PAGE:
A riveting, revelatory, and moving account of the author’s struggles with anxiety, and of the history of efforts by scientists, philosophers, and writers to understand the condition
Woven into Petersen’s personal story is a fascinating look at the biology of anxiety and the groundbreaking research that might lead to new treatments. She compares psychoactive drugs to non-drug treatments and she explores the role that genetics and the environment play in mental illness, visiting top neuroscientists and tracing her family history—from her grandmother, who, plagued by paranoia, once tried to burn down her own house, to her young daughter, in whom Petersen sees shades of herself.
Drawing on his own struggles and interviews with fellow sufferers, doctors and scientists, policymakers and politicians, drug designers and philosophers, Solomon reveals the subtle complexities and sheer agony of the disease. He confronts the challenge of defining the illness and describes the vast range of available medications, the efficacy of alternative treatments, and the impact the malady has had on various demographic populations around the world and throughout history. His contribution to our understanding not only of mental illness but also of the human condition is truly stunning.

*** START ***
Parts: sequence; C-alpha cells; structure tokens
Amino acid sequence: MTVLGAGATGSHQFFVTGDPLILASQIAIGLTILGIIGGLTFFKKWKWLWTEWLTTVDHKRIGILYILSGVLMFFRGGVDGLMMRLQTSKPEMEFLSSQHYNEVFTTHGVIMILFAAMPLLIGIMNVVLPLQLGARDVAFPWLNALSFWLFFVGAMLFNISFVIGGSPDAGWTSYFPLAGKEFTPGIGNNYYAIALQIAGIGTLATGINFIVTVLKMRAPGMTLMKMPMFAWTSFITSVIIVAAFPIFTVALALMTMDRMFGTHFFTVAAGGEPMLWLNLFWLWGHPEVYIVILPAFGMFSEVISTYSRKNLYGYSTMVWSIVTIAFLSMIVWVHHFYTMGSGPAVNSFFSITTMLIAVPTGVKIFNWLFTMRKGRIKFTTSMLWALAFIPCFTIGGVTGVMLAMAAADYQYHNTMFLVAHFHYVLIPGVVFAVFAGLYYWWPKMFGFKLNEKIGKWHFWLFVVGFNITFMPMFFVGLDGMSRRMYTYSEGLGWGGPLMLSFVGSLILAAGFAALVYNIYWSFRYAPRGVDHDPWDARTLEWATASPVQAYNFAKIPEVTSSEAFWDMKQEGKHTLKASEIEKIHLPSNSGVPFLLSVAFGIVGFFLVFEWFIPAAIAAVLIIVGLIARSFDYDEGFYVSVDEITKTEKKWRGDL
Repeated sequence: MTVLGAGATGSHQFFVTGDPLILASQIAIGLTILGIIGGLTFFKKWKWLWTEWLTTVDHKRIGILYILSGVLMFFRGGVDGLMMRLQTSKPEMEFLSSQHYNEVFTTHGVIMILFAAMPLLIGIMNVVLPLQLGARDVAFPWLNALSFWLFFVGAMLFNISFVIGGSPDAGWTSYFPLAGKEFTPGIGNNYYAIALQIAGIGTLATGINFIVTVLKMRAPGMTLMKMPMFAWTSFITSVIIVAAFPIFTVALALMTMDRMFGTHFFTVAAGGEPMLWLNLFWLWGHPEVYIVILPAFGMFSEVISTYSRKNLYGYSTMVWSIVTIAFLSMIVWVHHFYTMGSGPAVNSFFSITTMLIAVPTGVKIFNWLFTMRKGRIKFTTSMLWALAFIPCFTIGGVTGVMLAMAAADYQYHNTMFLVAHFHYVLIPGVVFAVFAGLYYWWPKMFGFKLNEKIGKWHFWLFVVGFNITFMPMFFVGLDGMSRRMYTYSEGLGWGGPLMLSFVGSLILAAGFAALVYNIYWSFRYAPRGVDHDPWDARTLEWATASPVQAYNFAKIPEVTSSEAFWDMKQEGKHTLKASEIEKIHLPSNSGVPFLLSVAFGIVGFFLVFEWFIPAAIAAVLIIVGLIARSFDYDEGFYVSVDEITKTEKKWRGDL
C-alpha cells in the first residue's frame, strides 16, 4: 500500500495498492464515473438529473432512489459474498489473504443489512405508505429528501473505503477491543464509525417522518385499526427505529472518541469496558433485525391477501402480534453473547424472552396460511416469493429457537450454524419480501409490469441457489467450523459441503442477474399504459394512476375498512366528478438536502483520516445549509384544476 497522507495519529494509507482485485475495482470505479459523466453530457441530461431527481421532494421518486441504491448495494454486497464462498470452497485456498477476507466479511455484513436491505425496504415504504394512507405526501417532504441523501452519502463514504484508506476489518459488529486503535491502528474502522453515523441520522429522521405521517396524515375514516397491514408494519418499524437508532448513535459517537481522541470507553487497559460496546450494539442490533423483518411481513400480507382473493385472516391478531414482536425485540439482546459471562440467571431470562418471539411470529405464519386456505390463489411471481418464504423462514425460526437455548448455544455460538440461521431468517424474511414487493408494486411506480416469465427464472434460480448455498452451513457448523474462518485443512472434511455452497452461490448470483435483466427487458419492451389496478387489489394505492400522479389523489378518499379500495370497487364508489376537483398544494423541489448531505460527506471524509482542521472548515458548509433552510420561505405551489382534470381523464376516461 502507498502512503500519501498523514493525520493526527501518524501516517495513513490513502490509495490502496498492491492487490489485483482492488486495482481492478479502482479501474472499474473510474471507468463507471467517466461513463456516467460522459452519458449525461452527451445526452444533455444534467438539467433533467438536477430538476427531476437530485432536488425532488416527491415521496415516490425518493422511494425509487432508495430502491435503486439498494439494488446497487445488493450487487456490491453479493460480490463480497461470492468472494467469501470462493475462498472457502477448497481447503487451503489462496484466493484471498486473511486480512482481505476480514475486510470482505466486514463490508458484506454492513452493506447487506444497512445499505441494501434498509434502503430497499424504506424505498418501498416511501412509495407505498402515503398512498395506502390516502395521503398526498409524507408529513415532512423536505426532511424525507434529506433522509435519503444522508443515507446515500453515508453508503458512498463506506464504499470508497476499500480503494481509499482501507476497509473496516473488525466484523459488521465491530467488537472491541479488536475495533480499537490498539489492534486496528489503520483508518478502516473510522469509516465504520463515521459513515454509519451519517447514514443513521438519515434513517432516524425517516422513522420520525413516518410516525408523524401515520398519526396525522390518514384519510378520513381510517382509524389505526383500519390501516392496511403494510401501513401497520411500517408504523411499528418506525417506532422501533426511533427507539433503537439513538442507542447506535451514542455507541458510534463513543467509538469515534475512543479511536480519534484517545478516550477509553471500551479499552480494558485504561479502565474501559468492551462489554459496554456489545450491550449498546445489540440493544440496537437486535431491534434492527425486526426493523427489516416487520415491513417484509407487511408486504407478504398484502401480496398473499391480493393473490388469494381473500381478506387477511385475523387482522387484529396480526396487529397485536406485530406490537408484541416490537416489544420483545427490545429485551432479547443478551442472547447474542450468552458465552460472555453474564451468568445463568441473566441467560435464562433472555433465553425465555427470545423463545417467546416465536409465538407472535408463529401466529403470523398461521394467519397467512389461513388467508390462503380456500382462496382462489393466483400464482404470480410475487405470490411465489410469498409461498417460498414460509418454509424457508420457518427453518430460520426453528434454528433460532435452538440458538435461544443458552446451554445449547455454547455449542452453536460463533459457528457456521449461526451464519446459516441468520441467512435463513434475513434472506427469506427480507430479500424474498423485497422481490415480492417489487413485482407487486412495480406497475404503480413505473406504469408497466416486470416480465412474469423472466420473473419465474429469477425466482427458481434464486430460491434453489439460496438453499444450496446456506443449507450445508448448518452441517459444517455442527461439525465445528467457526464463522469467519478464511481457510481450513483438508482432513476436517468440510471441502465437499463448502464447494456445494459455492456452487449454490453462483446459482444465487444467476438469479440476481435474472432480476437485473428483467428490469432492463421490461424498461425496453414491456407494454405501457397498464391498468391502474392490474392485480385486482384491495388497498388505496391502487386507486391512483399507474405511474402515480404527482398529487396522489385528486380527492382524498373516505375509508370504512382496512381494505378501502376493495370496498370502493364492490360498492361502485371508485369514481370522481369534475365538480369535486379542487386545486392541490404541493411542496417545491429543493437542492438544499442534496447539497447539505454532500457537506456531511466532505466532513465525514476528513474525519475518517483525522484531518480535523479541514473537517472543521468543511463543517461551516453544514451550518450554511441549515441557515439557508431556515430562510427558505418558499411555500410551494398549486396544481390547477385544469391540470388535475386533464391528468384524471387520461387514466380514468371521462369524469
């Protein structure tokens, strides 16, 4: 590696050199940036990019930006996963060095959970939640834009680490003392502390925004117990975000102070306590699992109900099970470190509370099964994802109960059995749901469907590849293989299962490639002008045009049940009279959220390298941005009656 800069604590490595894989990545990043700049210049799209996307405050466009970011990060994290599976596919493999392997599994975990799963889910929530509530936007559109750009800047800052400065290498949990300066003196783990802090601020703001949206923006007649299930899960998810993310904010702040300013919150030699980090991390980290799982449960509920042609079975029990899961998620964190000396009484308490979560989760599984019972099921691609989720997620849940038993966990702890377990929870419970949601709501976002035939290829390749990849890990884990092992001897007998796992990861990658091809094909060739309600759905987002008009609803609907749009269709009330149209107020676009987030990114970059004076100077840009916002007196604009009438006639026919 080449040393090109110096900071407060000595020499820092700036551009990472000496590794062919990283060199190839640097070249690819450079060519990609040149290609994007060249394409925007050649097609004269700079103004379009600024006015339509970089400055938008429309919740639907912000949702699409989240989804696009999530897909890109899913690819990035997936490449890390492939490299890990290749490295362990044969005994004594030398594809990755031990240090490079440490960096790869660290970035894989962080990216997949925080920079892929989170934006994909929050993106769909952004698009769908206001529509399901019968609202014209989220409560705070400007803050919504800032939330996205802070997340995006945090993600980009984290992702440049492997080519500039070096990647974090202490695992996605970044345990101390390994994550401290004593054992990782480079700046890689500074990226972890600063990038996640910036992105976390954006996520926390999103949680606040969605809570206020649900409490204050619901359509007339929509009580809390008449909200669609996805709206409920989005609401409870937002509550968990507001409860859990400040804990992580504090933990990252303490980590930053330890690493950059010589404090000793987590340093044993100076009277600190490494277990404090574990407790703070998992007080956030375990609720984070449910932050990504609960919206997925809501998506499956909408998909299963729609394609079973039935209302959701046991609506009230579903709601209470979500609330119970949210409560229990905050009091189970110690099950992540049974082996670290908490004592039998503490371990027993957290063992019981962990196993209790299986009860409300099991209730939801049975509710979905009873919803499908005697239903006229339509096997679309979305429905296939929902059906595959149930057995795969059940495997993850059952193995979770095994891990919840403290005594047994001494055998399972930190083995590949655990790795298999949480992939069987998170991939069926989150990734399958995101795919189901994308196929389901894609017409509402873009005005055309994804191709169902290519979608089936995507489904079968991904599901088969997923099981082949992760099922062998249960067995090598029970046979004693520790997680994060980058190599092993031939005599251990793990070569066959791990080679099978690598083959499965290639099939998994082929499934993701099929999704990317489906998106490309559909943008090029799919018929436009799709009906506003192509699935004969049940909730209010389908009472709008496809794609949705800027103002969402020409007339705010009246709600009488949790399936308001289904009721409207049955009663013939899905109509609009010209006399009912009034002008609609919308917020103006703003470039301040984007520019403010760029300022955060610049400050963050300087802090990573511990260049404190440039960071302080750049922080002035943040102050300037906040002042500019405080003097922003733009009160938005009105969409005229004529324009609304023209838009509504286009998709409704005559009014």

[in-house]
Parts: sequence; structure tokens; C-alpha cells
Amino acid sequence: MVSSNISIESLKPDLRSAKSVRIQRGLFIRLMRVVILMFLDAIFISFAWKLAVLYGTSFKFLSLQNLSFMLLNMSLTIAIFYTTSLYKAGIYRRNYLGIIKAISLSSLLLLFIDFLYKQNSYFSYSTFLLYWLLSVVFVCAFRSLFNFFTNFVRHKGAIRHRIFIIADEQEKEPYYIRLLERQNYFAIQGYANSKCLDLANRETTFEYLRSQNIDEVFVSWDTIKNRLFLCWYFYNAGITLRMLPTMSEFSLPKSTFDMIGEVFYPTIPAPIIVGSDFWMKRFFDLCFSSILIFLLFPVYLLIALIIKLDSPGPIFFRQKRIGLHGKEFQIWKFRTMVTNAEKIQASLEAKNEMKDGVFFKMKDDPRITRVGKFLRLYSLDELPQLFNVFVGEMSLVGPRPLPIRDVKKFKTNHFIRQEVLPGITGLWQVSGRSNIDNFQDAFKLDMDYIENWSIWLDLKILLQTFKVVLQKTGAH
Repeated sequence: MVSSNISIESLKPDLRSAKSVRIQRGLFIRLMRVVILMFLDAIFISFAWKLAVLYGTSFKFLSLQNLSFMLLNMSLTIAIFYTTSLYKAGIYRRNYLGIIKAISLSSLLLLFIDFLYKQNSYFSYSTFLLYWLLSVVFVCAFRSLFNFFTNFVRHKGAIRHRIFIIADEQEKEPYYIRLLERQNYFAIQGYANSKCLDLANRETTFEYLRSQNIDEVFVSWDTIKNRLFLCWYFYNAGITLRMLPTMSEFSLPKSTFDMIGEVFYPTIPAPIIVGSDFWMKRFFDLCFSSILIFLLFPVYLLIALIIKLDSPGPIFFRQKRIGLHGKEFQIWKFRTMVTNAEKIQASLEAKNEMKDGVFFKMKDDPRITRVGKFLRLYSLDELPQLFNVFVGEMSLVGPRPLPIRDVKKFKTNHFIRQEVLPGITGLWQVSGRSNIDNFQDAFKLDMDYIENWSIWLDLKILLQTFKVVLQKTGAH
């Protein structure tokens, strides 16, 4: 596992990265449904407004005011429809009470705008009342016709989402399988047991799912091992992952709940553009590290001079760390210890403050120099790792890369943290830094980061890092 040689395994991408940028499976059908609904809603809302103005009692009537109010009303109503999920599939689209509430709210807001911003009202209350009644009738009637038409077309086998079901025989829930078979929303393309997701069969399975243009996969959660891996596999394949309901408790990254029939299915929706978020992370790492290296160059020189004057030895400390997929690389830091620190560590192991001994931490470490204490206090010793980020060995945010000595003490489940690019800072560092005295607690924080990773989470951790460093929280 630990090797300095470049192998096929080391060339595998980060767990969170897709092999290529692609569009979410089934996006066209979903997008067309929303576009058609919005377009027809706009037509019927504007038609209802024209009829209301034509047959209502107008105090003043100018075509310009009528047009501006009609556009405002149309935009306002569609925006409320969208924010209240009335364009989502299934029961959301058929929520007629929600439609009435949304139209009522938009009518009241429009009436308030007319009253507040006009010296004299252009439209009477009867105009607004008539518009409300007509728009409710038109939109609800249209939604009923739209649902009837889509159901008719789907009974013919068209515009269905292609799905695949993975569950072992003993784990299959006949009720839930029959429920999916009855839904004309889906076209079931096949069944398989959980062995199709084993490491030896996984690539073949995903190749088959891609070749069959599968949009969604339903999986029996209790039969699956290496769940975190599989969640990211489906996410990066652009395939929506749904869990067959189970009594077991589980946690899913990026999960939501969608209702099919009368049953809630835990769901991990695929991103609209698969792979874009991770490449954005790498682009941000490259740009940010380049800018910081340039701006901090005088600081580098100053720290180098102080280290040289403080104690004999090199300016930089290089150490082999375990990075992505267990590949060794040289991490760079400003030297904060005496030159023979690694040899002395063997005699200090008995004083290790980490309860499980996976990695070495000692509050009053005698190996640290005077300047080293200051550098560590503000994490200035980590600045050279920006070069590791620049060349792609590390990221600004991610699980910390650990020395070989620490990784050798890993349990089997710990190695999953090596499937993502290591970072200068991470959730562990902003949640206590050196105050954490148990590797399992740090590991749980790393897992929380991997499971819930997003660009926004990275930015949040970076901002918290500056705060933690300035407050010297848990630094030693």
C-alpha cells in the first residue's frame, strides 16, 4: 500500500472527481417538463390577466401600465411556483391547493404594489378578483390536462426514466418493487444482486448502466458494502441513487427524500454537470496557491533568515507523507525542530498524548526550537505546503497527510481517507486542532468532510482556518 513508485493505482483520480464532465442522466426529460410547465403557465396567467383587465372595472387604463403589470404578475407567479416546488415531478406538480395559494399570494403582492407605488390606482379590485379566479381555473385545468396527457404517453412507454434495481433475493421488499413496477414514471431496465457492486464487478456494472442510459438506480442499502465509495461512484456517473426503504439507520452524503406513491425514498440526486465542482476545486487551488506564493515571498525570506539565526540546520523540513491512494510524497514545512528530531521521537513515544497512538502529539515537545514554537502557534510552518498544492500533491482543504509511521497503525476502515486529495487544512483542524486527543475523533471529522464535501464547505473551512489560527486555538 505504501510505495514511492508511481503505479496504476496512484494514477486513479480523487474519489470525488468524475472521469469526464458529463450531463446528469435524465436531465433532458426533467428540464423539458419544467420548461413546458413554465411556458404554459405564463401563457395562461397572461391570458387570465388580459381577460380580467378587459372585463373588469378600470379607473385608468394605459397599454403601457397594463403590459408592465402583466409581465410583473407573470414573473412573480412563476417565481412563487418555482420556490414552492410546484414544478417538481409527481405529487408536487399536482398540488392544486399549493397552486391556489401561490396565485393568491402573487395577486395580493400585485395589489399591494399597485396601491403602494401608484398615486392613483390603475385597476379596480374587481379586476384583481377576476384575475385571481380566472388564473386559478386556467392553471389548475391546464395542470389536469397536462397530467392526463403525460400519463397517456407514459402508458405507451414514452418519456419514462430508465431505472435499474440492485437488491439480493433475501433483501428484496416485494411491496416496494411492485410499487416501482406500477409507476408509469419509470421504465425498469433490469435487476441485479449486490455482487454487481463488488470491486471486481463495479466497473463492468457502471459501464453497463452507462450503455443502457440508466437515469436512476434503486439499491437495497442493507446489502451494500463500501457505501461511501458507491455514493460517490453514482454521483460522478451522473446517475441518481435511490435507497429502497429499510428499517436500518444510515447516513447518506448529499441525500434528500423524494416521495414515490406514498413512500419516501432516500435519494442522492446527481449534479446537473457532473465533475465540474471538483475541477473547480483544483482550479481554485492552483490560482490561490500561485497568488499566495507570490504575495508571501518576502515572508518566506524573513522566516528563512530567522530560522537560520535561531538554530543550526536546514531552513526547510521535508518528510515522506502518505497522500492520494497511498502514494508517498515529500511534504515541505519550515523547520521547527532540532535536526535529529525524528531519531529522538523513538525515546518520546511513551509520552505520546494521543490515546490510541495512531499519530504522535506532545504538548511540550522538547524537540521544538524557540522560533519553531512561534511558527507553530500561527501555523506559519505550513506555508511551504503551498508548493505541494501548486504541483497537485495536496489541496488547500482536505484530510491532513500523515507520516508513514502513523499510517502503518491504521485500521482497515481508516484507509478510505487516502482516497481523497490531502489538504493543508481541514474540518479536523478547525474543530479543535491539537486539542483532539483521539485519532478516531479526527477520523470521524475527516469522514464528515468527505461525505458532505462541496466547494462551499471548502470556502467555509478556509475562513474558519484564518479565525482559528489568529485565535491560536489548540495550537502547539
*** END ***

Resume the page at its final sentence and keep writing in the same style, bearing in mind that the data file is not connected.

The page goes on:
Psychotherapist Richard O'Connor says depression is fueled by complex and interrelated factors: genetic, biochemical, environmental. But here he focuses on an additional factor often overlooked: our own habits. Unwittingly we get good at depression. We learn how to hide it, how to work around it. We may even achieve great things, but with constant struggle rather than satisfaction. Relying on these methods to make it through each day, we deprive ourselves of true recovery, of deep joy and healthy emotion. UNDOING DEPRESSION teaches how to replace depressive patterns with a new and more effective set of skills and offers new hope-and new life-for sufferers of depression.
Depression can feel like a downward spiral, pulling you into a vortex of sadness, fatigue, and apathy. Neuroscientist Alex Korb demystifies the intricate brain processes that cause depression and offers a practical and effective approach to getting better. Based on the latest research in neuroscience, this book provides dozens of straightforward tips you can do every day to rewire your brain and create an upward spiral towards a happier, healthier life. The truth is that there isn’t one big solution to depression, but there are numerous simple steps you can take to alter brain activity and chemistry. Some are as easy as relaxing certain muscles to reduce anxiety, or getting more sunlight to improve your mood. Small steps in the right direction can have profound effects—giving you the power to become your best self as you literally reshape your brain, one small change at a time.